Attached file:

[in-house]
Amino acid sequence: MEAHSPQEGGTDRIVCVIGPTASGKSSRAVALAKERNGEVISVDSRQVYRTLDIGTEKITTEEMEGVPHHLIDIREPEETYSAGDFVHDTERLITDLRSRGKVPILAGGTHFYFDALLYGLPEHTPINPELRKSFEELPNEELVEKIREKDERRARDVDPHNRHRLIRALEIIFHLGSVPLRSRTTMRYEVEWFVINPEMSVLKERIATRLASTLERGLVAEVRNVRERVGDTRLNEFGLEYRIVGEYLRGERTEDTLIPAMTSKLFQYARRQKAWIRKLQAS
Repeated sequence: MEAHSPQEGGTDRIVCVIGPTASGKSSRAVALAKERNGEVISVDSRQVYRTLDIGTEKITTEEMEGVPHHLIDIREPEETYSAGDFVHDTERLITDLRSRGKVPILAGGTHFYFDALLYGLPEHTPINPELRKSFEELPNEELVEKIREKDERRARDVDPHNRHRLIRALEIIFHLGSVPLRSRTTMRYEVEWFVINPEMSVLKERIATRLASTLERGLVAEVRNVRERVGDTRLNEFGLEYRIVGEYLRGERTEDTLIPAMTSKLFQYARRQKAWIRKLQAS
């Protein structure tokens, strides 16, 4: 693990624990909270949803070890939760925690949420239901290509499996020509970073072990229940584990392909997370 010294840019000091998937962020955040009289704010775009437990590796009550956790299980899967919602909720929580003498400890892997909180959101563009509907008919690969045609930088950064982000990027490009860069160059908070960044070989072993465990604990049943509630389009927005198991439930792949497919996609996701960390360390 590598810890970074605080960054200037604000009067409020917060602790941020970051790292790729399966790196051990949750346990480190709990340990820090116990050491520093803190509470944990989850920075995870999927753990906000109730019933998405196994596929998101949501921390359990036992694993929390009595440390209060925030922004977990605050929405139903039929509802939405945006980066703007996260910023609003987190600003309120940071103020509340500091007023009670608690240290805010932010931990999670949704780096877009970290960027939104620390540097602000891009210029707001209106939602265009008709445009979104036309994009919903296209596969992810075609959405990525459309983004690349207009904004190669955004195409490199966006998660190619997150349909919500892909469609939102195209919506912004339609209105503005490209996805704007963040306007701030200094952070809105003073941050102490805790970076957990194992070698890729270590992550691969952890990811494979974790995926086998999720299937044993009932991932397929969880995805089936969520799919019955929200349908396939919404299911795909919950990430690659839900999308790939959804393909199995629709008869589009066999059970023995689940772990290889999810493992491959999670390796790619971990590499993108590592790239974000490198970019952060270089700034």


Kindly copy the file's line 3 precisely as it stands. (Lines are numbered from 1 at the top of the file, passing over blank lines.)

Repeated sequence: MEAHSPQEGGTDRIVCVIGPTASGKSSRAVALAKERNGEVISVDSRQVYRTLDIGTEKITTEEMEGVPHHLIDIREPEETYSAGDFVHDTERLITDLRSRGKVPILAGGTHFYFDALLYGLPEHTPINPELRKSFEELPNEELVEKIREKDERRARDVDPHNRHRLIRALEIIFHLGSVPLRSRTTMRYEVEWFVINPEMSVLKERIATRLASTLERGLVAEVRNVRERVGDTRLNEFGLEYRIVGEYLRGERTEDTLIPAMTSKLFQYARRQKAWIRKLQAS